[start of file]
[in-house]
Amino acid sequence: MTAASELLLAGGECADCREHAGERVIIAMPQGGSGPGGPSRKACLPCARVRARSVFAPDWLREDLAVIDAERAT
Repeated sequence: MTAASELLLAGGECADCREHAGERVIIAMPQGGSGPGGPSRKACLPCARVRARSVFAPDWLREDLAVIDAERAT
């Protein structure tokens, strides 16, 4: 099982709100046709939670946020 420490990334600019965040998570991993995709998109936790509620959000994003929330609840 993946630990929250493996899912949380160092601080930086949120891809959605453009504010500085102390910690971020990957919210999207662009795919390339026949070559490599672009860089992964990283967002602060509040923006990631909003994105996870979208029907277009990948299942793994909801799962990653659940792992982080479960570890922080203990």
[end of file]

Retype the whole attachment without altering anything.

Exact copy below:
[in-house]
Amino acid sequence: MTAASELLLAGGECADCREHAGERVIIAMPQGGSGPGGPSRKACLPCARVRARSVFAPDWLREDLAVIDAERAT
Repeated sequence: MTAASELLLAGGECADCREHAGERVIIAMPQGGSGPGGPSRKACLPCARVRARSVFAPDWLREDLAVIDAERAT
């Protein structure tokens, strides 16, 4: 099982709100046709939670946020 420490990334600019965040998570991993995709998109936790509620959000994003929330609840 993946630990929250493996899912949380160092601080930086949120891809959605453009504010500085102390910690971020990957919210999207662009795919390339026949070559490599672009860089992964990283967002602060509040923006990631909003994105996870979208029907277009990948299942793994909801799962990653659940792992982080479960570890922080203990």